Bullhead

These fish can be found throughout the Monroe County area, with spring being the most popular time for catching these tasty fish. Beware of the sharp spines on the dorsal and pectoral fins. Worms, crabs and minnows are all favorite foods of whiskered fish, but stink bait, chunks of meat or dough balls can all be used to catch these fish, too. The state record for brown bullhead is 6 pounds, 9 ounces and the black bullhead record is 7 pounds, 7 ounces. Both were caught with night crawlers.

Channel Catfish

These fish are really making a mark on the regional fishing scene, with a state record fish of 32 pounds, 12 ounces. These fish can be consistently caught from May to October throughout Great Lakes waters.

Carp

Carp are quickly gaining recognition as a prized catch in Monroe County waters, especially since European anglers started coming over to sample our fishery. The result has been some impressive catches, including some fish over 40 pounds. The state record is 50 pounds, 4 ounces. Carp can be found in most streams, the shallow bays off Lake Ontario, and throughout the Erie Canal system. Worms are a favorite bait, as is corn, dough balls or bread.

Sheepshead

The sheepshead or freshwater drum is the only member of the drum family that lives entirely in freshwater in North America. They are quite common throughout the Great Lakes of Western New York and usually put up a good fight. The ear bones in the head of the fish have long been considered “lucky stones.” Average size is about 15 inches long, but they do get much bigger. The state record catch is currently 24 pounds, 7 ounces.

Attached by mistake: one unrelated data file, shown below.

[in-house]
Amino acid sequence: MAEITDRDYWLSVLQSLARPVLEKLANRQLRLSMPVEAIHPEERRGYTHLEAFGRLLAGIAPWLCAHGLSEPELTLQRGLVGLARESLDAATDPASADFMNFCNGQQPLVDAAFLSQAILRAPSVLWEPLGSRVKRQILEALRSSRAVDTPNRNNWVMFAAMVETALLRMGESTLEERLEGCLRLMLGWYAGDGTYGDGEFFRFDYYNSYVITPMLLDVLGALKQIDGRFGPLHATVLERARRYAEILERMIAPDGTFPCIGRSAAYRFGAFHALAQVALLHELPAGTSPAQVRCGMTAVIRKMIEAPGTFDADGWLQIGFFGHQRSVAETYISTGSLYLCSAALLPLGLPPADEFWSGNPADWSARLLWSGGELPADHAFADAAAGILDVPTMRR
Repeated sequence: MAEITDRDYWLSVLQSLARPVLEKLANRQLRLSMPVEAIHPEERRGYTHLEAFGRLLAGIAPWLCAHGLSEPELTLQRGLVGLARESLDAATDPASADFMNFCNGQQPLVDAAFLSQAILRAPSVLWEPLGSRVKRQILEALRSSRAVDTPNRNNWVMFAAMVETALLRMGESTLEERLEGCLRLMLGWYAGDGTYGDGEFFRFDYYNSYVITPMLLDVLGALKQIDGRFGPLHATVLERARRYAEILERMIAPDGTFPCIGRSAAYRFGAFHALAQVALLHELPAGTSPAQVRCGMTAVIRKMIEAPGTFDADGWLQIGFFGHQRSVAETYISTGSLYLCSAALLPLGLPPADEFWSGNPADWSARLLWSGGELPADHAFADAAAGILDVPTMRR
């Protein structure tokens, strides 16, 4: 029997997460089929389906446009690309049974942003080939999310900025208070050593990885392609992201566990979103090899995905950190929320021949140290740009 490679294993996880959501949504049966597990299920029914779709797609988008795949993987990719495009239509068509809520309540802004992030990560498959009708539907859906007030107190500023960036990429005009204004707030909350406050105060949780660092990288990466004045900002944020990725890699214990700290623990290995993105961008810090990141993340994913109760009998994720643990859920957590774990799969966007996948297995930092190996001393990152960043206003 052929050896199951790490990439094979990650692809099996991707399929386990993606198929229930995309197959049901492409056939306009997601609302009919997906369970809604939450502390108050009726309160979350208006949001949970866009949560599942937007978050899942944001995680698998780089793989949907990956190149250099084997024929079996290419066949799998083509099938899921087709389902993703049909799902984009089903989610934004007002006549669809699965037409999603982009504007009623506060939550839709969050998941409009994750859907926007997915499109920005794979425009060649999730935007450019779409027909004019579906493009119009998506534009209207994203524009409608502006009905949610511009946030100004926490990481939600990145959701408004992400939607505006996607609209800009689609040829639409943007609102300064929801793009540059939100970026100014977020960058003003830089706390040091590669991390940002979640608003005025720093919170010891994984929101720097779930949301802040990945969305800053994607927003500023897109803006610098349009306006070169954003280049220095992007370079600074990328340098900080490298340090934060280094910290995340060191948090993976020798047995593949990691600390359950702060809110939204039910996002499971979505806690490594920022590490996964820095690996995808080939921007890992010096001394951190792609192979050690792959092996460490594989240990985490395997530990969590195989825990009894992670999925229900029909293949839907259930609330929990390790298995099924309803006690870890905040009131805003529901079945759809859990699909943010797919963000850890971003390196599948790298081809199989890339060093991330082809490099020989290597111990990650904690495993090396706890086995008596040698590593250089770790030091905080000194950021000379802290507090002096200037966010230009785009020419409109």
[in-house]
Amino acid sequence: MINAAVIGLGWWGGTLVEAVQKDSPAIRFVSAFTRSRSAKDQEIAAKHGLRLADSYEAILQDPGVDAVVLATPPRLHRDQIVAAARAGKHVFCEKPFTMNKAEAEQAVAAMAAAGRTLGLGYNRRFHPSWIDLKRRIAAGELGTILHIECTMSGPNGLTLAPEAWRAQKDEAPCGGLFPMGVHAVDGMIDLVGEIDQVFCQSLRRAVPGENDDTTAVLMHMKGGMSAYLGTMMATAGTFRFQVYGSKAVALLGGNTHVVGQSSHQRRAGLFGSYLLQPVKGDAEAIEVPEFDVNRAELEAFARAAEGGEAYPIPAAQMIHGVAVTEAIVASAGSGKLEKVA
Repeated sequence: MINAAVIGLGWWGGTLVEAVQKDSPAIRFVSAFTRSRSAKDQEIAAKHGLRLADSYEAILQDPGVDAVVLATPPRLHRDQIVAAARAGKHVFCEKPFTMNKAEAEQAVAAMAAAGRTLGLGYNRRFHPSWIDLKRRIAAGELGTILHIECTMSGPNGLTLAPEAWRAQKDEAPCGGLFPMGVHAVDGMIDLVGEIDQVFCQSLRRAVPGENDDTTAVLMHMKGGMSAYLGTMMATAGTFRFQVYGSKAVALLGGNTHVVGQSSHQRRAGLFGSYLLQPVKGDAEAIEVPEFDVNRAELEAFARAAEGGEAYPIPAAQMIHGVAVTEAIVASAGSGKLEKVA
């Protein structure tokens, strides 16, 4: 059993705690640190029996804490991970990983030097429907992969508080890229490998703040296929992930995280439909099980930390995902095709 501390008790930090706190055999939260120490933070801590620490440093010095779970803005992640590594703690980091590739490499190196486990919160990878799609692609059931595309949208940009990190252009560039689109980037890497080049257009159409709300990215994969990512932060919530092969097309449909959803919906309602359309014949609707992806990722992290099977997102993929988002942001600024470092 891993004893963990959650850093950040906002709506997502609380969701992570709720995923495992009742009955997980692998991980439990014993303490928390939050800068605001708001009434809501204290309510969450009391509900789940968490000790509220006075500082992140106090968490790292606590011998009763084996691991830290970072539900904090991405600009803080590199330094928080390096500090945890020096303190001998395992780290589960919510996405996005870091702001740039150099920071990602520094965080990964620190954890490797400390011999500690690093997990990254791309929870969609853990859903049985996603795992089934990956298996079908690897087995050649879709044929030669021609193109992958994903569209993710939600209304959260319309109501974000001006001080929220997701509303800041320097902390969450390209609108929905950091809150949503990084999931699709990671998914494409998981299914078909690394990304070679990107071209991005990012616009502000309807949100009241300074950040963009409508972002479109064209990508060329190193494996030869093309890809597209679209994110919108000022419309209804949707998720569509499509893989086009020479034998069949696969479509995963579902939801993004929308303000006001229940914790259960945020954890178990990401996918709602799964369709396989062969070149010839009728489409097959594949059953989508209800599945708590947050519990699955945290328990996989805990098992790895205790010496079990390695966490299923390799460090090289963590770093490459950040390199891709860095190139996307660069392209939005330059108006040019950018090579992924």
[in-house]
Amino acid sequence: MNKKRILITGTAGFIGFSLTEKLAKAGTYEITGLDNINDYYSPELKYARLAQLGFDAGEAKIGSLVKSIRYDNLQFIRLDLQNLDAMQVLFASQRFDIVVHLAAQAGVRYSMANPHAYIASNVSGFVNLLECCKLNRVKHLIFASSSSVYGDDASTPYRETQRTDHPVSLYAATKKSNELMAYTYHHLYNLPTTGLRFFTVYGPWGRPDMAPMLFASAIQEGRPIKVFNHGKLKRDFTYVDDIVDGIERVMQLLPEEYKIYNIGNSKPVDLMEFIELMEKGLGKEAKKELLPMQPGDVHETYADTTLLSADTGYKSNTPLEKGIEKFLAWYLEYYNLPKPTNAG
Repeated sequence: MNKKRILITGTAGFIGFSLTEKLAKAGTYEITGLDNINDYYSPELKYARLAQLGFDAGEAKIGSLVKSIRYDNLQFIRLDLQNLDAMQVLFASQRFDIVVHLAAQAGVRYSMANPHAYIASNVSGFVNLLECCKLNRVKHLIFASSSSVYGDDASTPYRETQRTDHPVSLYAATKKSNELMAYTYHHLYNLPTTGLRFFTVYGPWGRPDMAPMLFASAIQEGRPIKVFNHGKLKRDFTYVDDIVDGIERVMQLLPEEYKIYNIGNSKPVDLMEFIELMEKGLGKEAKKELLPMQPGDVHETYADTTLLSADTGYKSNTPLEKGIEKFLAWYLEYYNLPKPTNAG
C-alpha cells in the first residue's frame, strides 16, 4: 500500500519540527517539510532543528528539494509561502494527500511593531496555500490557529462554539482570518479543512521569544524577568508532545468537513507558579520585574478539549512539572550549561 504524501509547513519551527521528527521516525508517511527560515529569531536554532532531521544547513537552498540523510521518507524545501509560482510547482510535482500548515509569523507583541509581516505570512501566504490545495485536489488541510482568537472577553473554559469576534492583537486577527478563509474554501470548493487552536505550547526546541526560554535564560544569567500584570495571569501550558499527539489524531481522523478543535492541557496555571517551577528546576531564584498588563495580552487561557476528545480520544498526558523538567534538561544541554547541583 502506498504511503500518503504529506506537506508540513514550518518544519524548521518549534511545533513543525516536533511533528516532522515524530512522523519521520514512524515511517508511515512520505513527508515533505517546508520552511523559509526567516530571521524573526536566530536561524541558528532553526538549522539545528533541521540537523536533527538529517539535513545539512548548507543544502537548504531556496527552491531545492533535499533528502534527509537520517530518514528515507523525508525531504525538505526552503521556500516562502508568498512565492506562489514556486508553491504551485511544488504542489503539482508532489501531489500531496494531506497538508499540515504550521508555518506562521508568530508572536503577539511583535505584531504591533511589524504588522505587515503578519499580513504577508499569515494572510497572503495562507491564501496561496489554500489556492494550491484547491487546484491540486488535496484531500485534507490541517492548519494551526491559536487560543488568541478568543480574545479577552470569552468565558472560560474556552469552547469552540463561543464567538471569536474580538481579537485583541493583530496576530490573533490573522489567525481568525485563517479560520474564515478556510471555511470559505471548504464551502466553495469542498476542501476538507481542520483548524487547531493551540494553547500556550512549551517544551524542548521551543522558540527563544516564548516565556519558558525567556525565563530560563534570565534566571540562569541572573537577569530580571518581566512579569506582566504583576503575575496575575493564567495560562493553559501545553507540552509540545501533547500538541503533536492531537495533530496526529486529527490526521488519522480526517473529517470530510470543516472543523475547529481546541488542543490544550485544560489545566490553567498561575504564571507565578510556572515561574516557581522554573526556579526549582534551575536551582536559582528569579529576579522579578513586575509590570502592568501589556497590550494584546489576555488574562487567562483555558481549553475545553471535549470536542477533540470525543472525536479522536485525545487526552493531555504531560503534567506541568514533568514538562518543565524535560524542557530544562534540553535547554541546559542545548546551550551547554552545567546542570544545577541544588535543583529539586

Suckers

These fish can be found in most every stream flowing into Lake Ontario come spring and early summer. Spearing was once a legal method for taking these fish in the tributaries, but that option is no longer available to anglers. Instead, try fishing with dew worms at night. The record for a white sucker is 5 pounds, 3 ounces with a night crawler. The record for a redhorse sucker is 11 pounds, 11 ounces with a night crawler.

Smelt

Rainbow smelt are popular forage fish in the Great Lakes. Lake Ontario supports populations of these baitfish, mostly accessible in the spring when they attempt to run up feeder streams to spawn. Long handled dip nets are used at night to catch these fish.

Sturgeon

There are many species of sturgeon, but the one that’s indigenous to this area is the lake sturgeon. Considered a threatened species in this state, this living fossil has been making a comeback in parts of Lake Ontario. These fish are easily identifiable by the sharp bony plates along their back and sides and by their long pointed snout. Lake sturgeon can grow to lengths of over six feet, weigh in excess of 200 pounds and live to be more than 100 years old. It is illegal to possess these fish.

Round Goby

These small exotic invaders spell bad news for the local fish communities. Introduced into the Great Lakes through illegal ship ballast exchanges in the past decade, population levels have exploded and they are starting to displace native species of fish. If you catch a round goby, kill it.